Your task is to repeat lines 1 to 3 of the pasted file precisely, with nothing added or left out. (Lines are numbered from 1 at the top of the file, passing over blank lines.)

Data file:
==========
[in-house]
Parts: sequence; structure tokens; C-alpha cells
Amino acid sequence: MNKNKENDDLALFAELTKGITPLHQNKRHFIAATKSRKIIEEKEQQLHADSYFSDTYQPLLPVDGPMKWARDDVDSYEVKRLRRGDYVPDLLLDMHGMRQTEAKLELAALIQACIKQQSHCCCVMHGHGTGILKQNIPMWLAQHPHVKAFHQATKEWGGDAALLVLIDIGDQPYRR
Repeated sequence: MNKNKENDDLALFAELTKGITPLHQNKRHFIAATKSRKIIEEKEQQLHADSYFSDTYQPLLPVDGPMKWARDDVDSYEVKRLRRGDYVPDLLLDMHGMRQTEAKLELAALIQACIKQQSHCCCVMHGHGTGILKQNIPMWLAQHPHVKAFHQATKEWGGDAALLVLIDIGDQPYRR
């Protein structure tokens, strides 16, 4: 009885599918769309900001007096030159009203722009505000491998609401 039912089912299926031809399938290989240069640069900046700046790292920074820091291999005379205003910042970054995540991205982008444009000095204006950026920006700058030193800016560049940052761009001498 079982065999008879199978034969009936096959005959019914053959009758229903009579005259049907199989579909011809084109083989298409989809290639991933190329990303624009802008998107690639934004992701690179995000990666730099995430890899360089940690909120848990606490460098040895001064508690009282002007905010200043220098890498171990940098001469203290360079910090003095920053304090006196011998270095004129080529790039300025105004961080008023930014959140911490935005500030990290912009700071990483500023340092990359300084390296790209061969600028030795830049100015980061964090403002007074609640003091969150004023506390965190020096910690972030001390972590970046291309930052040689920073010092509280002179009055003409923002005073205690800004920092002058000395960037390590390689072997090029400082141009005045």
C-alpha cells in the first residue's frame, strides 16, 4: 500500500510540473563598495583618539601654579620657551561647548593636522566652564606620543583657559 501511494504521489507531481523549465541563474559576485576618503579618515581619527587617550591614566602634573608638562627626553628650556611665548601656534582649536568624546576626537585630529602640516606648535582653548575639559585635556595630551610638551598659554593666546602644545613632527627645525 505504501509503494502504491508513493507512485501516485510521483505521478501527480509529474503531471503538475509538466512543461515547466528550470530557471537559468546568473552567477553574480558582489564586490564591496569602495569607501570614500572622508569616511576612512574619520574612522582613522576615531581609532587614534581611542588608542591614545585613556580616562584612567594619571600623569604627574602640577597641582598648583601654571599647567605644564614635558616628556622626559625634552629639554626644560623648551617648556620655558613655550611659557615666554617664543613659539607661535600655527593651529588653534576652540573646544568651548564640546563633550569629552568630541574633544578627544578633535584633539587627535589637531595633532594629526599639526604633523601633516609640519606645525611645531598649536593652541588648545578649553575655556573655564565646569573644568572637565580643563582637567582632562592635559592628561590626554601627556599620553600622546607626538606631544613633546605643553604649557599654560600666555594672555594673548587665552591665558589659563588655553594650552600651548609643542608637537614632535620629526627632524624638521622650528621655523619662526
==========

[in-house]
Parts: sequence; structure tokens; C-alpha cells
Amino acid sequence: MNKNKENDDLALFAELTKGITPLHQNKRHFIAATKSRKIIEEKEQQLHADSYFSDTYQPLLPVDGPMKWARDDVDSYEVKRLRRGDYVPDLLLDMHGMRQTEAKLELAALIQACIKQQSHCCCVMHGHGTGILKQNIPMWLAQHPHVKAFHQATKEWGGDAALLVLIDIGDQPYRR